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Carmen Cavallaro (May 6, 1913 – October 12, 1989) was an American pianist born in New York. He established himself as one of the most accomplished and admired light music pianists of his generation.

Early life

Known as the “Poet of the Piano”, Carmen Cavallaro showed a gift for music from age three, picking out tunes on a toy piano. His parents were encouraged by a friend to develop the child’s musical talents and he studied classical piano in the United States. As a young pianist, he toured Europe performing in many capitals.

In 1933, Cavallaro joined the jazz band of Al Kavelin, where he quickly became the featured soloist. After four years he switched to a series of other big bands, including Rudy Vallee's in 1937. He also worked briefly with Enrico Madriguera and Abe Lyman.

Starting his own band, a five-piece combo, in St. Louismarker in 1939, his popularity grew and his group expanded into a 14-piece orchestra, releasing some 19 albums for Decca over the years. Although his band traveled the country and played in all the top spots, he made a particular impact at the Mark Hopkins Hotel in San Francisco, which became a favourite venue, and which many years later, was to be re-visited in the same way by George Shearing and Mel Tormé. Other venues where he drew large and devoted audiences included New York’s Waldorf-Astoria, Chicago’s Palmer House and the Los Angeles’ Coconut Grove. In 1963, he had a million seller hit with the song Sukiyaki.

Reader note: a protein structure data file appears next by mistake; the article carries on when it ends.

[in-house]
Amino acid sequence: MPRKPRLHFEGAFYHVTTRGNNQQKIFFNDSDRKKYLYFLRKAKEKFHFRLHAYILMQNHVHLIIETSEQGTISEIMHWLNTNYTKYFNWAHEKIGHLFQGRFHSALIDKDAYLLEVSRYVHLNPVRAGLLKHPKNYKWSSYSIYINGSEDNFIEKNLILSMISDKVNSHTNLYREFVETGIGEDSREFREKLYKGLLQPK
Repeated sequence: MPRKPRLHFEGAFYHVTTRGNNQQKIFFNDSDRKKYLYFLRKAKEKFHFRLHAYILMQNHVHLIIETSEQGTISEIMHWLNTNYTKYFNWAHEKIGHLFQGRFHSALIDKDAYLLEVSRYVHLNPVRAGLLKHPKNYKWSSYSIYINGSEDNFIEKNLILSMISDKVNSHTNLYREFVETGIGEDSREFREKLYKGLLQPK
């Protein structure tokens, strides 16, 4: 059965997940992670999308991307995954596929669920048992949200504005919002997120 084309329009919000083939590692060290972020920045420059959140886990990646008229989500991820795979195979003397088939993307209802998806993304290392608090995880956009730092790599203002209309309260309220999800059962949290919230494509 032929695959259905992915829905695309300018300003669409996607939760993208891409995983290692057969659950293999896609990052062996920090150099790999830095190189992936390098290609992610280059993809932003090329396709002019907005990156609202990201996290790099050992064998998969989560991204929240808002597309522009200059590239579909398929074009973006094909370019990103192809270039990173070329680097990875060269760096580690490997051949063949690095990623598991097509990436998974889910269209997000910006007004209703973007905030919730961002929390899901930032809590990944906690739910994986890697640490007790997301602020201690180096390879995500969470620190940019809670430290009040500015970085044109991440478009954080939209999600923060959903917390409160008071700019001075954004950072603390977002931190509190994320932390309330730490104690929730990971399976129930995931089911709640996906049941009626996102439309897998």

Influences and style

Cavallaro developed a piano style of glittering and rippling arpeggios to augment his melody, which was often arranged in thick and lush triple and quadruple octave chords. His musical interests and arrangements included dance music, particularly Latin rhythms, tangos and strict tempo dancing styles, as well as some pop and jazz arrangements of classical melodies. In this, he is often cited as being influenced by pianist Eddy Duchin. Liberace was greatly influenced by both Cavallaro and Duchin. All three shared a propensity for arranging classical piano themes in a pop idiom.

Here is a piano solo of "Fascination" is a piano solo of "Dancing in the Dark" is a piano solo of "La Vie en Rose" is a piano solo of "I've got you under my skin"

Radio and film

Cavallaro also became famous through the medium of radio and film, firstly with his regular program on NBC during the 1940’s, The Schaeffer Parade, of which he was the host and later in films where he played himself, starting with Hollywood Canteen (1944), then Diamond Horseshoe (1945) and Out of This World (1945). His most celebrated film achievement was playing the piano music for actor Tyrone Power’s hands to mime, in The Eddy Duchin Story (1956).

Carmen Cavallaro died from cancer in 1989 in Columbus, Ohiomarker.


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